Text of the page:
By now you may have heard that the first-generation High Bandwidth Memory (HBM), that will be used by AMD's Radeon R9 390/390X "Fiji" GPUs is limited to 4GB. The reason for this appears to be that AMD is using a 2.5D-IC silicon interposer, which means there will be two separate chips on the same silicon interposer and package substrate. One of these chips will be the 28nm Fiji GPU while the other part will be a batch of 3D-stacked HBM chips.
FUD Zilla claims more than 4GB HBM isn't possible as you can't fit more chips on a 2.5D interposer. Hynix will have to make higher-density HBM memory chips to make 8GB 2.5D cards possible as putting eight chips on the interposer would result in a massively big chip.
AMD's Fiji is expected to be announce in June 2015 according to the latest rumors. NVIDIA on the other hand is rumored to wait with the adoption of HBM until it introduces its 16nm Pascal GPU in 2016. The HBM integration of Pascal will be more advanced as NVIDIA will use Vertical Stacking, which brings them inside the same package as the GPU.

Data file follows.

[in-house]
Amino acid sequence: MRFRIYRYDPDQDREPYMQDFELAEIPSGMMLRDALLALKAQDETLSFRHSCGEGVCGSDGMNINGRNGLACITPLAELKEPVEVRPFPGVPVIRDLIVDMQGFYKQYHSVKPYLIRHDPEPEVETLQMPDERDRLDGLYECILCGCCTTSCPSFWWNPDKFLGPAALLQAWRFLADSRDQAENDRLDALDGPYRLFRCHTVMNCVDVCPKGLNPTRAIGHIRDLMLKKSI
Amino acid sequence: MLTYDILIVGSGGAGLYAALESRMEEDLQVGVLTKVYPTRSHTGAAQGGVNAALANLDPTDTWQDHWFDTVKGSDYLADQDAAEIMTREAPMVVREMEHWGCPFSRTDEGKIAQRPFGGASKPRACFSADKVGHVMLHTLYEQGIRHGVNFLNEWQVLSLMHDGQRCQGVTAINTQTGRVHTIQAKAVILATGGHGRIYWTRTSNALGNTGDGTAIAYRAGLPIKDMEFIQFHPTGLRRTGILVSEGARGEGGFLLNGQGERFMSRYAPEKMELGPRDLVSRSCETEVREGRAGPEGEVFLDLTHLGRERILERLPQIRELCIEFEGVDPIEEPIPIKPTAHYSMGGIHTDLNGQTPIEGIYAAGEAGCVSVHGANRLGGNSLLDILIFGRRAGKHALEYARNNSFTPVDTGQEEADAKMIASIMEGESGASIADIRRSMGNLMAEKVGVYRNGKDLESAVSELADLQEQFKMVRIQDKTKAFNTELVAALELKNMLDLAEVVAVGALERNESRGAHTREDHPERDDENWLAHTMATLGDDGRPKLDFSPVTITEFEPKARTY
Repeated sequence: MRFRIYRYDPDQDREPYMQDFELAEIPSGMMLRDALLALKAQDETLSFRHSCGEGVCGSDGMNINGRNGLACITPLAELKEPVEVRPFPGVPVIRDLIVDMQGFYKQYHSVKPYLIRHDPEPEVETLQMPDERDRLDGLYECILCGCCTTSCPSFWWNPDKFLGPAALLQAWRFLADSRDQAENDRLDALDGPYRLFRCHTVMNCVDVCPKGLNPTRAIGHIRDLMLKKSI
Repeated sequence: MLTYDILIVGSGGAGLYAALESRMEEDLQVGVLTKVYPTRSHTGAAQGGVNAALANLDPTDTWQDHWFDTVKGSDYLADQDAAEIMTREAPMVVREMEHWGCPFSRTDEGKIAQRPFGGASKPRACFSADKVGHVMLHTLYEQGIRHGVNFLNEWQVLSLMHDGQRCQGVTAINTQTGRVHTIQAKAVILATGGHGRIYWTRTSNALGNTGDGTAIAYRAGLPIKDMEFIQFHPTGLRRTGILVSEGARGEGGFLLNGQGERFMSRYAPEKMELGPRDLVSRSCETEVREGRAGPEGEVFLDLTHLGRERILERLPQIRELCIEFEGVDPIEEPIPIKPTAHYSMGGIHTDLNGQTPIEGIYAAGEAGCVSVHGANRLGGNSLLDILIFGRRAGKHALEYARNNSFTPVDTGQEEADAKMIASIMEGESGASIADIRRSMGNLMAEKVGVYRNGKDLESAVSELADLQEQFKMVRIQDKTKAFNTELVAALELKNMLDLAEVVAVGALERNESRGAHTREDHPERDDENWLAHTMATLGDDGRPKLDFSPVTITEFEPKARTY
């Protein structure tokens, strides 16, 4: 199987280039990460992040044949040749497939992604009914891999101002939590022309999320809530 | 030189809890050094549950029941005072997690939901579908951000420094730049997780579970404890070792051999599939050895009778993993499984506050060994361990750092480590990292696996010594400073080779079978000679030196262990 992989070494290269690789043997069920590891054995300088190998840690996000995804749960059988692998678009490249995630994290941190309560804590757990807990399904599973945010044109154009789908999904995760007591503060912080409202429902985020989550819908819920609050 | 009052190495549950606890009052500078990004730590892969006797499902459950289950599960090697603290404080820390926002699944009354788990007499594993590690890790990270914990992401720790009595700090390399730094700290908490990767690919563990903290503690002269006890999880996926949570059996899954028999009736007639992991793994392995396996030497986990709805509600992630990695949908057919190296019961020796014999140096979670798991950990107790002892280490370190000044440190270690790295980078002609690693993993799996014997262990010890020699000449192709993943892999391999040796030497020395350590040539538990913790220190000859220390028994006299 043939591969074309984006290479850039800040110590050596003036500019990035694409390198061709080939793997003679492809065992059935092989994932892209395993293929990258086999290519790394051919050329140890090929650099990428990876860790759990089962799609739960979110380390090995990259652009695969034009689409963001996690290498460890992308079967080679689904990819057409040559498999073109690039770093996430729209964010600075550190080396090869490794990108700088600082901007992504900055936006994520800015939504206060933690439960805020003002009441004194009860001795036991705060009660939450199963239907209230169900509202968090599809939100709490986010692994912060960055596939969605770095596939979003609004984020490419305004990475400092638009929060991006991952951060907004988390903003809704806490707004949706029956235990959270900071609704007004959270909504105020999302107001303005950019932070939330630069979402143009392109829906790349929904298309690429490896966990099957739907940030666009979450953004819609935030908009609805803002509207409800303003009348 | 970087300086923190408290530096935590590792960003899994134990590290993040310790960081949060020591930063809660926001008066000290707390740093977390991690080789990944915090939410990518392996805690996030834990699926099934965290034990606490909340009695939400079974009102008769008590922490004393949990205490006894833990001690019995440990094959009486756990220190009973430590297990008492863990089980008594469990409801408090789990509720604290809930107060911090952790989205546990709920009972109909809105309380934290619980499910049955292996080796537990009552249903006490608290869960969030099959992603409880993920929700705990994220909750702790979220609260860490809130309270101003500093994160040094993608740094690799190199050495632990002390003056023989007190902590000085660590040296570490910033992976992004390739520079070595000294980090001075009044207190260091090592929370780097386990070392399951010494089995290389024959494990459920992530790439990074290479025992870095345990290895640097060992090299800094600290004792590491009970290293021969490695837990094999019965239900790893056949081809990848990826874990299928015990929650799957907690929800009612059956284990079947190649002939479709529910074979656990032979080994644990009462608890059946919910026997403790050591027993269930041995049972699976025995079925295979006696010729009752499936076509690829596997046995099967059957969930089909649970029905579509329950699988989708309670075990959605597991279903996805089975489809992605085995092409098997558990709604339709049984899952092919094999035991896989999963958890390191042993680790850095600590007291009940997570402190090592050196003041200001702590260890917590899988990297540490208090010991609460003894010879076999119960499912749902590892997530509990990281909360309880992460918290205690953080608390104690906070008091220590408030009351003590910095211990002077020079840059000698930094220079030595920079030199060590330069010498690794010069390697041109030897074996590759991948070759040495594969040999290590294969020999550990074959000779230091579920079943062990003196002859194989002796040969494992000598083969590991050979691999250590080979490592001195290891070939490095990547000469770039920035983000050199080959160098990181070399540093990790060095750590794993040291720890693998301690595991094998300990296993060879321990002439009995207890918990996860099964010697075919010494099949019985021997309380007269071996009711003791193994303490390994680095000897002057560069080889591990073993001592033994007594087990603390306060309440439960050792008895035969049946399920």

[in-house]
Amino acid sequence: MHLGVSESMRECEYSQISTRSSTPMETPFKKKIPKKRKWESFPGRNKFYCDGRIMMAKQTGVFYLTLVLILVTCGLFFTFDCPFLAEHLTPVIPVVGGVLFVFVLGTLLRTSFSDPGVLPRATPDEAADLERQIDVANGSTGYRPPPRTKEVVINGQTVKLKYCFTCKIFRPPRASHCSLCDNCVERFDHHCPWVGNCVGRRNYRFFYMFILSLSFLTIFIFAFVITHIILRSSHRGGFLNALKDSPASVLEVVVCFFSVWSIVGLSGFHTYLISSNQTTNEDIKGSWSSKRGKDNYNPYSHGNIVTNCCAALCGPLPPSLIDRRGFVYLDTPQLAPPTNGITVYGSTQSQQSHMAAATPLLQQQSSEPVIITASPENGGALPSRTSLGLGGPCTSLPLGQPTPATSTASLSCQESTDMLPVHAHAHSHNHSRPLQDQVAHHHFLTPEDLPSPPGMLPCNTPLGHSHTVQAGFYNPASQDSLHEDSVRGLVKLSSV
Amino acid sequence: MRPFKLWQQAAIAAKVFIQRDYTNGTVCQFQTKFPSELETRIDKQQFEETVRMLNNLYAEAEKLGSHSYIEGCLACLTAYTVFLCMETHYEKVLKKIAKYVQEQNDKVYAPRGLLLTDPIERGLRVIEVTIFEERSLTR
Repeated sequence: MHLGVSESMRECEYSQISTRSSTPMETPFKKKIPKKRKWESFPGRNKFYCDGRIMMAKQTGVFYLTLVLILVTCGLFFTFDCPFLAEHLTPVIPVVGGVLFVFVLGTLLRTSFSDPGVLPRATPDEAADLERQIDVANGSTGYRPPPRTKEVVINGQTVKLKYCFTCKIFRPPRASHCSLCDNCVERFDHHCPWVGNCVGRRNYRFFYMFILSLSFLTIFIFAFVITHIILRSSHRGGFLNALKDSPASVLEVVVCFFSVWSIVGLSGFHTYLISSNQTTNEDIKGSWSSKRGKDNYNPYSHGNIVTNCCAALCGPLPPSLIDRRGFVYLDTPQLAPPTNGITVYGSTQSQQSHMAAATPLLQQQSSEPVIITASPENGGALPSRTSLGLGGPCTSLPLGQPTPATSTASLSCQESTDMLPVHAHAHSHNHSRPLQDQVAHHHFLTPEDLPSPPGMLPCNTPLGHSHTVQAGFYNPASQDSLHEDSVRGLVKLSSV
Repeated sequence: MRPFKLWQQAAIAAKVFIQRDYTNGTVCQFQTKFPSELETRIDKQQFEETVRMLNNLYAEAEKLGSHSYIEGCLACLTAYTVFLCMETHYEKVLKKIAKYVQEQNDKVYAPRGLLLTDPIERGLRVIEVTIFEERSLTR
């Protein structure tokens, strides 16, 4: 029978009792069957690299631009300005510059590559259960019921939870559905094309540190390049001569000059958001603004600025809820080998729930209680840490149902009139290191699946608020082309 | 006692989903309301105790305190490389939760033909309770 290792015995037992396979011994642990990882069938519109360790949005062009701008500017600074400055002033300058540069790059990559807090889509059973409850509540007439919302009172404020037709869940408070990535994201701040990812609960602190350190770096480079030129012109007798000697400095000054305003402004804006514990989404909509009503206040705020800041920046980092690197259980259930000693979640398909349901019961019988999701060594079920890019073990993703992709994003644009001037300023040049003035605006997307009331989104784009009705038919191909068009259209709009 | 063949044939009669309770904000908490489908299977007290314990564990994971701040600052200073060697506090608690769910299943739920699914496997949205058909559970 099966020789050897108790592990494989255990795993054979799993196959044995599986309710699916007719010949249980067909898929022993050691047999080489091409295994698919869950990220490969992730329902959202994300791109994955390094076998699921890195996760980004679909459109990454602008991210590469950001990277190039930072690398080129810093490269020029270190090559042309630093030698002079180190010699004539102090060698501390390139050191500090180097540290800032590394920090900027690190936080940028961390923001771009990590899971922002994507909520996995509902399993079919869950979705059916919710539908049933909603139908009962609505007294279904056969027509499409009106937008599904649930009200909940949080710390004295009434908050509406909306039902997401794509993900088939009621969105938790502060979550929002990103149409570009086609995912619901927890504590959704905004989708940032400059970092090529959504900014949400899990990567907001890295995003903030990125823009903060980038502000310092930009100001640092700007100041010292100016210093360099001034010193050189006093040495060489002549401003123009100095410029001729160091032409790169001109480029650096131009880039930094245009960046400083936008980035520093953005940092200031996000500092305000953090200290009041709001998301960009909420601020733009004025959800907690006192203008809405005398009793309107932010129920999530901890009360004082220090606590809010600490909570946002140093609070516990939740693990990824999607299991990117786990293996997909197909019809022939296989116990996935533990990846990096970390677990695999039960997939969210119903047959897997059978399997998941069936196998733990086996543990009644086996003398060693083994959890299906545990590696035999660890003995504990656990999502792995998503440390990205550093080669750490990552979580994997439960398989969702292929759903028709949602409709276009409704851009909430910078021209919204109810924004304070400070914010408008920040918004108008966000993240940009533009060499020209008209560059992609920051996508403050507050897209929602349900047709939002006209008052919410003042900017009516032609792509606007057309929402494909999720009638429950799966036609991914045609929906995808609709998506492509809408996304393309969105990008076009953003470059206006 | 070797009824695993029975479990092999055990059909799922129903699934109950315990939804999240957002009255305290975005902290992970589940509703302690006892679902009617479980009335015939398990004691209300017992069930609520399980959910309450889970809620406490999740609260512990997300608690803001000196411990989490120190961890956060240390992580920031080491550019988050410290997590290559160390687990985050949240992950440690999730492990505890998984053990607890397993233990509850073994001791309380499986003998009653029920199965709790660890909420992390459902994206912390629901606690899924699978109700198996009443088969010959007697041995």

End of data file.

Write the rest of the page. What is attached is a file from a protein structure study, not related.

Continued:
From what we've learned, Fiji is limited to 4GB memory. With the current memory technology the GPU would simply be too big to put on an interposer and package. The interposer should be viewed as a stack of conductors that lets the GPU and HBM memory communicate at much higher speeds than ever before. The interposer then gets into the package that goes on PCB. You could say the interposer is the middle-man that makes things faster.
Nvidia on the other hand is using what is called Vertical stacking 3D, or on-package stacked DRAM for its Pascal 2016 GPUs. Nvidia gives a straightforward explanation of the meaning of 3D memory on Pascal: "3D memory: Stacks DRAM chips into dense modules with wide interfaces, and brings them inside the same package as the GPU." The clear benefits are a massive increase in bandwidth and quadruple energy efficiency. Nvidia is waiting for 16nm to make such a chip possible, and 3D memory is better approach than the interposer.